from The American Heritage® Dictionary of the English Language, 5th Edition.
- noun A word or pronunciation that distinguishes people of one group or class from those of another.
- noun A word or phrase identified with a particular group or cause; a catchword.
- noun A commonplace saying or idea.
- noun A custom or practice that betrays one as an outsider.
from The Century Dictionary.
- noun A Hebrew word, meaning ‘ear of corn’ or ‘stream,’ used by Jephthah, one of the judges of Israel, as a test-word by which to distinguish the fleeing Ephraimites (who could not pronounce the sh in shibboleth) from his own men, the Gileadites (Judges xii. 4–6); hence, a test-word, or the watchword or pet phrase of a party, sect, or school.
from the GNU version of the Collaborative International Dictionary of English.
- noun A word which was made the criterion by which to distinguish the Ephraimites from the Gileadites. The Ephraimites, not being able to pronounce
sh, called the word sibboleth. See Judges xii.
- noun Also used in an extended sense.
- noun Hence, the criterion, test, or watchword of a party; a party cry or pet phrase.
from , Creative Commons Attribution/Share-Alike License.
- noun A
word, especially seen as a test, to distinguishsomeone as belonging to a particular nation, class, profession etc.
- noun A common or longstanding
belief, custom, or catchphraseassociated with a particular group, especially one with little current meaning or truth.
from WordNet 3.0 Copyright 2006 by Princeton University. All rights reserved.
- noun a favorite saying of a sect or political group
- noun a manner of speaking that is distinctive of a particular group of people
from The American Heritage® Dictionary of the English Language, 4th Edition
from Wiktionary, Creative Commons Attribution/Share-Alike License
In English the Hebrew word shibboleth now sometimes refers to clichés or tired ♑slogans.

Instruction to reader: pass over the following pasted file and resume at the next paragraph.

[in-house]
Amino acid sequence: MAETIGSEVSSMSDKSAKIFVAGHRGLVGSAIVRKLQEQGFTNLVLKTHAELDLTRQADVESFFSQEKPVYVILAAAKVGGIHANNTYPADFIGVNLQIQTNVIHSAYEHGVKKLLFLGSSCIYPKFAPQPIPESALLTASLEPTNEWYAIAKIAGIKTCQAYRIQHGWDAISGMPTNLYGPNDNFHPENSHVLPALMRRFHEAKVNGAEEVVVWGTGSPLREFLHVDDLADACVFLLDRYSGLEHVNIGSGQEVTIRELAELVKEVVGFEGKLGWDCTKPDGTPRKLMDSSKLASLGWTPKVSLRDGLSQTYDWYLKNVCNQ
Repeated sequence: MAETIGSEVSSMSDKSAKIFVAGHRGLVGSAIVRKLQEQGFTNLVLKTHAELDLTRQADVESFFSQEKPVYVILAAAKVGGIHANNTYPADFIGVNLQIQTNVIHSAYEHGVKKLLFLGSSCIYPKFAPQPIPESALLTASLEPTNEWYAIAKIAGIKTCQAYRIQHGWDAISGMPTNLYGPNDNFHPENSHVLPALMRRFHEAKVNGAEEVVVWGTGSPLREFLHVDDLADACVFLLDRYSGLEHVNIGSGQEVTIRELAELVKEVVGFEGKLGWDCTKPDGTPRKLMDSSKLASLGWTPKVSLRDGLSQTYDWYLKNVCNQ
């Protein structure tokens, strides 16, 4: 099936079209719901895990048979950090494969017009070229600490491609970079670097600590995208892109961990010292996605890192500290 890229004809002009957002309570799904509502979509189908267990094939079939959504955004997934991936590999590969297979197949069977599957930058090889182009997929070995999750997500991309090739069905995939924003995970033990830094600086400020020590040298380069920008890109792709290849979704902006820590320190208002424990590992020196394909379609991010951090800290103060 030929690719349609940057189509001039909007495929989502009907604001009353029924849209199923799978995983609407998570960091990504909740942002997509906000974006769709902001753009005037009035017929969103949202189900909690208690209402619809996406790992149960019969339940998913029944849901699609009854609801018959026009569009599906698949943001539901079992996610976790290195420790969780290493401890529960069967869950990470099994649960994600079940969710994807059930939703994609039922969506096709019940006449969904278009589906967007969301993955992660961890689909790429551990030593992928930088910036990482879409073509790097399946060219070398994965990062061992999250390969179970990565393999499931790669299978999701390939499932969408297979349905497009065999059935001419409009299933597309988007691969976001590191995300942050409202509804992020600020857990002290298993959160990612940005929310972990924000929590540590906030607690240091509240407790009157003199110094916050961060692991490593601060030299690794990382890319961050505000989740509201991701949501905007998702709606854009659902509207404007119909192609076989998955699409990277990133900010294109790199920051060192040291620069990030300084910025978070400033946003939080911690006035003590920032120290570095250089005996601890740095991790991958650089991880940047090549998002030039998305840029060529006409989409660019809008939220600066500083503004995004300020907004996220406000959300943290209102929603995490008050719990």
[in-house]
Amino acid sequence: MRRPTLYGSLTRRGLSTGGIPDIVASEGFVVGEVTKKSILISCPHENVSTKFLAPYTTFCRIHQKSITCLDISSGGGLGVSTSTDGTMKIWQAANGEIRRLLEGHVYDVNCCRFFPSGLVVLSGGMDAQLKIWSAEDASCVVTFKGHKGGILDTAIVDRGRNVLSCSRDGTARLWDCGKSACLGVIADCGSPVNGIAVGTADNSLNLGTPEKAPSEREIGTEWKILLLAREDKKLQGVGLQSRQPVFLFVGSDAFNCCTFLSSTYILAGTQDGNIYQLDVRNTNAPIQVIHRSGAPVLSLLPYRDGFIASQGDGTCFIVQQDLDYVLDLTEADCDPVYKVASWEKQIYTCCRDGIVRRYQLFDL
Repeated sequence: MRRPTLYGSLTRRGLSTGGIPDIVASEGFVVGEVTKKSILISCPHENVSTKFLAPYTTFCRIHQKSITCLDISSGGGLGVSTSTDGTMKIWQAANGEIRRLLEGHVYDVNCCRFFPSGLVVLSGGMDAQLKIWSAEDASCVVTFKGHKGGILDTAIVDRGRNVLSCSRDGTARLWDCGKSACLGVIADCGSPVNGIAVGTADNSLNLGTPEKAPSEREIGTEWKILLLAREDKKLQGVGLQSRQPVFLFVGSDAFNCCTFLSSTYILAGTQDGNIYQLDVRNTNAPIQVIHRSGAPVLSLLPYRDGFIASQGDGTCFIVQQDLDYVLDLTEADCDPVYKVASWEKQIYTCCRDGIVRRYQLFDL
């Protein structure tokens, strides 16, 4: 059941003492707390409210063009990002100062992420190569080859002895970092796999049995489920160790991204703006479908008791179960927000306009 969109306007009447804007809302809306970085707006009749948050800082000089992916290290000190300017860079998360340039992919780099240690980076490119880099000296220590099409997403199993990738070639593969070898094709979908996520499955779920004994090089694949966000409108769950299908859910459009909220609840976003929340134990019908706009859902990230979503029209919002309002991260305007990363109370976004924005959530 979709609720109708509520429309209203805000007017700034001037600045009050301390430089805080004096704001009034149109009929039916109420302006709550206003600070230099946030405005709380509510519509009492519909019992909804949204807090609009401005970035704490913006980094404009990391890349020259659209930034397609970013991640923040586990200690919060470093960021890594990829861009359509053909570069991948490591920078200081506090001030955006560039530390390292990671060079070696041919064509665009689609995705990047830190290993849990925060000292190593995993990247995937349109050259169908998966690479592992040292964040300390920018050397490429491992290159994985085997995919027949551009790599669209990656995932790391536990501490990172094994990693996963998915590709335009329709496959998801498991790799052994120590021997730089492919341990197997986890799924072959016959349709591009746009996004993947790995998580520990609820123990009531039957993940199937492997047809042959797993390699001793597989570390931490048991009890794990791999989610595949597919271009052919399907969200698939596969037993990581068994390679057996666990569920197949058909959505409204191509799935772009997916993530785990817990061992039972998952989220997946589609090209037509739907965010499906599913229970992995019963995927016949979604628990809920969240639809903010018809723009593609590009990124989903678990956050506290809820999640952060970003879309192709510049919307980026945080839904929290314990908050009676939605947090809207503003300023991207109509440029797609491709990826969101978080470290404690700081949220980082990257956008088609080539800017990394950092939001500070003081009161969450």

In English the Hebrew word shibboleth now sometimes refers to clichés or ti🍷red slogans.
The word shibboleth in ancient Hebrew�� dialects meant 'ear of grain' (or, some say,🐎 'stream').
The word shibboleth in ancient Hebrew dialects meant 'ear of gౠrain' (or, some say, 'stream').
The word shibboleth in ancient Hebrew dial🌌ects meant 'ea🅘r of grain' (or, some say, 'stream').
I've read the word shibboleth a hundred times, written it a f♒ew, and probably even said it myself, but I had never underst♚ood it until then.
People who want to make this about Joe Wilson have their official Faux News blinders on (you can tell when they repeat catch phrases like “criminilization of politics” – that’s what you call a shibboleth).
“A shibboleth is a test—a way to separate da wheat from da chaff that's as old as the Bible, but 👍as new as the latest trend in men's fashions🦋,” Gus says.
The notion that there is a global conspiracy by professional scientists to falsify results in order to get more research money is, to borrow Quiggen's words about birtherism, "a shibboleth, th꧑at is, an affirmation that marks the speaker as a member of their🐷 community or tribe."
And, so, this shibboleth, which is largely used by Republicans, to say, oh, the Democrats want terrorists in𒈔 your -- in your neighborhood, in your community, that is a lot of baloney.